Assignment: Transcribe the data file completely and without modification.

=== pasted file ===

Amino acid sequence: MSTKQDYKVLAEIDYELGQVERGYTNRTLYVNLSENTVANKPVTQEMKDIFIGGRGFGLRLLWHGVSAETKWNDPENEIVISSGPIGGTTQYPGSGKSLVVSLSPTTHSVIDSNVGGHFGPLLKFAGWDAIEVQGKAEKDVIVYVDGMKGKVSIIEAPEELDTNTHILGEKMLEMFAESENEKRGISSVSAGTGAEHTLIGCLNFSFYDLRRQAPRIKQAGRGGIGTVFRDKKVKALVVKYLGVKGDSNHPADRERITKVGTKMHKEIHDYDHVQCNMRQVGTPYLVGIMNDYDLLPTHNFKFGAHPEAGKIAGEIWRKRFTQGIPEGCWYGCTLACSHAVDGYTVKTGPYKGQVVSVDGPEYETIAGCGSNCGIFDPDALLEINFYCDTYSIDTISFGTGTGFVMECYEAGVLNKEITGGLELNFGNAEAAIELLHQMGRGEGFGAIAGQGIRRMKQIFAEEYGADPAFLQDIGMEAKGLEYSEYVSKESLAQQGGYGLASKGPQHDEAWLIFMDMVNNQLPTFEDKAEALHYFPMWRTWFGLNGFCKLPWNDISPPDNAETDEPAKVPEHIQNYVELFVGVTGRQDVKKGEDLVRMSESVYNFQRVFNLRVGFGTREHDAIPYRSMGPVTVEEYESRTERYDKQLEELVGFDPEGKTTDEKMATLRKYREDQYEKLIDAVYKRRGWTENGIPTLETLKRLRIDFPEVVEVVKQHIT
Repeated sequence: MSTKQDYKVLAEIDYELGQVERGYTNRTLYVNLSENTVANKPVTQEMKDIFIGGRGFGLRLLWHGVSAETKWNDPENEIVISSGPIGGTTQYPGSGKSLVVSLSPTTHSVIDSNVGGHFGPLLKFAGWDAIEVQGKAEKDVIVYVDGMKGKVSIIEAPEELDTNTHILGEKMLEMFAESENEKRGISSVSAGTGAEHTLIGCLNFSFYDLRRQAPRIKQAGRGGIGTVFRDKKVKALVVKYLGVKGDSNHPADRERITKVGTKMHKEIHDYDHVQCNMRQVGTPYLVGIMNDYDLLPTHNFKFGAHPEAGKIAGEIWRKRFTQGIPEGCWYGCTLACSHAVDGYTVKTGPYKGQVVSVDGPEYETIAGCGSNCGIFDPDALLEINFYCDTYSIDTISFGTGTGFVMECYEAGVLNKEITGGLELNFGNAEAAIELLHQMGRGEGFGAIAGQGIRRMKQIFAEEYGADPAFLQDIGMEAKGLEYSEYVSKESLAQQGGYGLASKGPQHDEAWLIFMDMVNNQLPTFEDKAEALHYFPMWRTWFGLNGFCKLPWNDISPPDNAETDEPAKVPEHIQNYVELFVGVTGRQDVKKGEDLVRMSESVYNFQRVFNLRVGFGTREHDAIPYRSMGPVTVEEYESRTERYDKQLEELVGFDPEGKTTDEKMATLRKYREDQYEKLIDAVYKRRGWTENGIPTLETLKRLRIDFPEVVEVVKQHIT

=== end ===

Amino acid sequence: MSTKQDYKVLAEIDYELGQVERGYTNRTLYVNLSENTVANKPVTQEMKDIFIGGRGFGLRLLWHGVSAETKWNDPENEIVISSGPIGGTTQYPGSGKSLVVSLSPTTHSVIDSNVGGHFGPLLKFAGWDAIEVQGKAEKDVIVYVDGMKGKVSIIEAPEELDTNTHILGEKMLEMFAESENEKRGISSVSAGTGAEHTLIGCLNFSFYDLRRQAPRIKQAGRGGIGTVFRDKKVKALVVKYLGVKGDSNHPADRERITKVGTKMHKEIHDYDHVQCNMRQVGTPYLVGIMNDYDLLPTHNFKFGAHPEAGKIAGEIWRKRFTQGIPEGCWYGCTLACSHAVDGYTVKTGPYKGQVVSVDGPEYETIAGCGSNCGIFDPDALLEINFYCDTYSIDTISFGTGTGFVMECYEAGVLNKEITGGLELNFGNAEAAIELLHQMGRGEGFGAIAGQGIRRMKQIFAEEYGADPAFLQDIGMEAKGLEYSEYVSKESLAQQGGYGLASKGPQHDEAWLIFMDMVNNQLPTFEDKAEALHYFPMWRTWFGLNGFCKLPWNDISPPDNAETDEPAKVPEHIQNYVELFVGVTGRQDVKKGEDLVRMSESVYNFQRVFNLRVGFGTREHDAIPYRSMGPVTVEEYESRTERYDKQLEELVGFDPEGKTTDEKMATLRKYREDQYEKLIDAVYKRRGWTENGIPTLETLKRLRIDFPEVVEVVKQHIT
Repeated sequence: MSTKQDYKVLAEIDYELGQVERGYTNRTLYVNLSENTVANKPVTQEMKDIFIGGRGFGLRLLWHGVSAETKWNDPENEIVISSGPIGGTTQYPGSGKSLVVSLSPTTHSVIDSNVGGHFGPLLKFAGWDAIEVQGKAEKDVIVYVDGMKGKVSIIEAPEELDTNTHILGEKMLEMFAESENEKRGISSVSAGTGAEHTLIGCLNFSFYDLRRQAPRIKQAGRGGIGTVFRDKKVKALVVKYLGVKGDSNHPADRERITKVGTKMHKEIHDYDHVQCNMRQVGTPYLVGIMNDYDLLPTHNFKFGAHPEAGKIAGEIWRKRFTQGIPEGCWYGCTLACSHAVDGYTVKTGPYKGQVVSVDGPEYETIAGCGSNCGIFDPDALLEINFYCDTYSIDTISFGTGTGFVMECYEAGVLNKEITGGLELNFGNAEAAIELLHQMGRGEGFGAIAGQGIRRMKQIFAEEYGADPAFLQDIGMEAKGLEYSEYVSKESLAQQGGYGLASKGPQHDEAWLIFMDMVNNQLPTFEDKAEALHYFPMWRTWFGLNGFCKLPWNDISPPDNAETDEPAKVPEHIQNYVELFVGVTGRQDVKKGEDLVRMSESVYNFQRVFNLRVGFGTREHDAIPYRSMGPVTVEEYESRTERYDKQLEELVGFDPEGKTTDEKMATLRKYREDQYEKLIDAVYKRRGWTENGIPTLETLKRLRIDFPEVVEVVKQHIT